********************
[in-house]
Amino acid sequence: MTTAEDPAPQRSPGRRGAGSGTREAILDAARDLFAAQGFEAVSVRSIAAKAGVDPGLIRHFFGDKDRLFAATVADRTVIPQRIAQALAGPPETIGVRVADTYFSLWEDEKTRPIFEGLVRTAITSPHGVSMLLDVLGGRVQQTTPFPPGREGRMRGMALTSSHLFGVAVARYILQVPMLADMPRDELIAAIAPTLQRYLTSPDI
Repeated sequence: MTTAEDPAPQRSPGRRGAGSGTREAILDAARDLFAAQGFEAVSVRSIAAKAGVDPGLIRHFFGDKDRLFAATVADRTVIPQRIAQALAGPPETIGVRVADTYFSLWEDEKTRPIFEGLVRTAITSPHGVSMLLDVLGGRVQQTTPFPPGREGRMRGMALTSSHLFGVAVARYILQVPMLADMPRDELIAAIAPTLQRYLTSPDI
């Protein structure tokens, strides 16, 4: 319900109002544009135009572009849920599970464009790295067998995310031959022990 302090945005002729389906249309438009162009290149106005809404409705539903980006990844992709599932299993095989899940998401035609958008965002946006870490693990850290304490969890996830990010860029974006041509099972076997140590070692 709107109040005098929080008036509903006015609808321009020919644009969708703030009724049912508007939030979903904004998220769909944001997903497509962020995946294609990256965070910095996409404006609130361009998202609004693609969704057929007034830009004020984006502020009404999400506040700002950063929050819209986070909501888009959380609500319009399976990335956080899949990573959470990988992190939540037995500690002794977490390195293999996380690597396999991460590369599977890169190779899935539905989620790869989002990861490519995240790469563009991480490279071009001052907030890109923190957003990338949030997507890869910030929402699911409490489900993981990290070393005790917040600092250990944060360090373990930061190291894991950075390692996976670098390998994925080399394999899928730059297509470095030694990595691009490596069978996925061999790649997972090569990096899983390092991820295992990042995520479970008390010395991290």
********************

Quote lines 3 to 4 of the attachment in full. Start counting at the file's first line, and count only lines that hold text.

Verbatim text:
Repeated sequence: MTTAEDPAPQRSPGRRGAGSGTREAILDAARDLFAAQGFEAVSVRSIAAKAGVDPGLIRHFFGDKDRLFAATVADRTVIPQRIAQALAGPPETIGVRVADTYFSLWEDEKTRPIFEGLVRTAITSPHGVSMLLDVLGGRVQQTTPFPPGREGRMRGMALTSSHLFGVAVARYILQVPMLADMPRDELIAAIAPTLQRYLTSPDI
């Protein structure tokens, strides 16, 4: 319900109002544009135009572009849920599970464009790295067998995310031959022990 302090945005002729389906249309438009162009290149106005809404409705539903980006990844992709599932299993095989899940998401035609958008965002946006870490693990850290304490969890996830990010860029974006041509099972076997140590070692 709107109040005098929080008036509903006015609808321009020919644009969708703030009724049912508007939030979903904004998220769909944001997903497509962020995946294609990256965070910095996409404006609130361009998202609004693609969704057929007034830009004020984006502020009404999400506040700002950063929050819209986070909501888009959380609500319009399976990335956080899949990573959470990988992190939540037995500690002794977490390195293999996380690597396999991460590369599977890169190779899935539905989620790869989002990861490519995240790469563009991480490279071009001052907030890109923190957003990338949030997507890869910030929402699911409490489900993981990290070393005790917040600092250990944060360090373990930061190291894991950075390692996976670098390998994925080399394999899928730059297509470095030694990595691009490596069978996925061999790649997972090569990096899983390092991820295992990042995520479970008390010395991290």